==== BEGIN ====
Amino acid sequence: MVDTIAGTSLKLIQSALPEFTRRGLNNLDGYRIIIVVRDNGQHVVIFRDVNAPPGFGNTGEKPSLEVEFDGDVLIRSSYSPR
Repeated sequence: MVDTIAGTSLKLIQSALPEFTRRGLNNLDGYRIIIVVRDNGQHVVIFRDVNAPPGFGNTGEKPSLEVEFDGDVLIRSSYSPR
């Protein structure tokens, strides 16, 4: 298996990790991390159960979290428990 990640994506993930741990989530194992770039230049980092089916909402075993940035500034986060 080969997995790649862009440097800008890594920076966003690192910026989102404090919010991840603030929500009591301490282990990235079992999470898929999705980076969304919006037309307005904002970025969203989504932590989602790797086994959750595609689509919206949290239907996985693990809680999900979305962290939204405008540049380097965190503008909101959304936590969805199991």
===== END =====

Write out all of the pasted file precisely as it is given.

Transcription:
Amino acid sequence: MVDTIAGTSLKLIQSALPEFTRRGLNNLDGYRIIIVVRDNGQHVVIFRDVNAPPGFGNTGEKPSLEVEFDGDVLIRSSYSPR
Repeated sequence: MVDTIAGTSLKLIQSALPEFTRRGLNNLDGYRIIIVVRDNGQHVVIFRDVNAPPGFGNTGEKPSLEVEFDGDVLIRSSYSPR
């Protein structure tokens, strides 16, 4: 298996990790991390159960979290428990 990640994506993930741990989530194992770039230049980092089916909402075993940035500034986060 080969997995790649862009440097800008890594920076966003690192910026989102404090919010991840603030929500009591301490282990990235079992999470898929999705980076969304919006037309307005904002970025969203989504932590989602790797086994959750595609689509919206949290239907996985693990809680999900979305962290939204405008540049380097965190503008909101959304936590969805199991």